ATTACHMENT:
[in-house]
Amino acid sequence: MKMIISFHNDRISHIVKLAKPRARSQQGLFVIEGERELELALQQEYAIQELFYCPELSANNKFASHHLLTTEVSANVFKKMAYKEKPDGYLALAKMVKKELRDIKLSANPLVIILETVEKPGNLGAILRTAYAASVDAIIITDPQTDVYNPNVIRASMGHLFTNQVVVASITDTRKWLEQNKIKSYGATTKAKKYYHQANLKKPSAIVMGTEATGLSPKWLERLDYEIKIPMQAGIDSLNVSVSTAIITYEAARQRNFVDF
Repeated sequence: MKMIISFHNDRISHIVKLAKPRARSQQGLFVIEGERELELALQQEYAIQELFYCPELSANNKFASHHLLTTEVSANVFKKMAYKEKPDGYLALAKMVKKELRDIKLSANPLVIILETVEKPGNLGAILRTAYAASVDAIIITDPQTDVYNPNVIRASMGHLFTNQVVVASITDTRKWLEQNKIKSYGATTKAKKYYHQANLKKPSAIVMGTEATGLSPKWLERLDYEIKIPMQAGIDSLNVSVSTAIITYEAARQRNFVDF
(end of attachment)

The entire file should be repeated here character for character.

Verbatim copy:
[in-house]
Amino acid sequence: MKMIISFHNDRISHIVKLAKPRARSQQGLFVIEGERELELALQQEYAIQELFYCPELSANNKFASHHLLTTEVSANVFKKMAYKEKPDGYLALAKMVKKELRDIKLSANPLVIILETVEKPGNLGAILRTAYAASVDAIIITDPQTDVYNPNVIRASMGHLFTNQVVVASITDTRKWLEQNKIKSYGATTKAKKYYHQANLKKPSAIVMGTEATGLSPKWLERLDYEIKIPMQAGIDSLNVSVSTAIITYEAARQRNFVDF
Repeated sequence: MKMIISFHNDRISHIVKLAKPRARSQQGLFVIEGERELELALQQEYAIQELFYCPELSANNKFASHHLLTTEVSANVFKKMAYKEKPDGYLALAKMVKKELRDIKLSANPLVIILETVEKPGNLGAILRTAYAASVDAIIITDPQTDVYNPNVIRASMGHLFTNQVVVASITDTRKWLEQNKIKSYGATTKAKKYYHQANLKKPSAIVMGTEATGLSPKWLERLDYEIKIPMQAGIDSLNVSVSTAIITYEAARQRNFVDF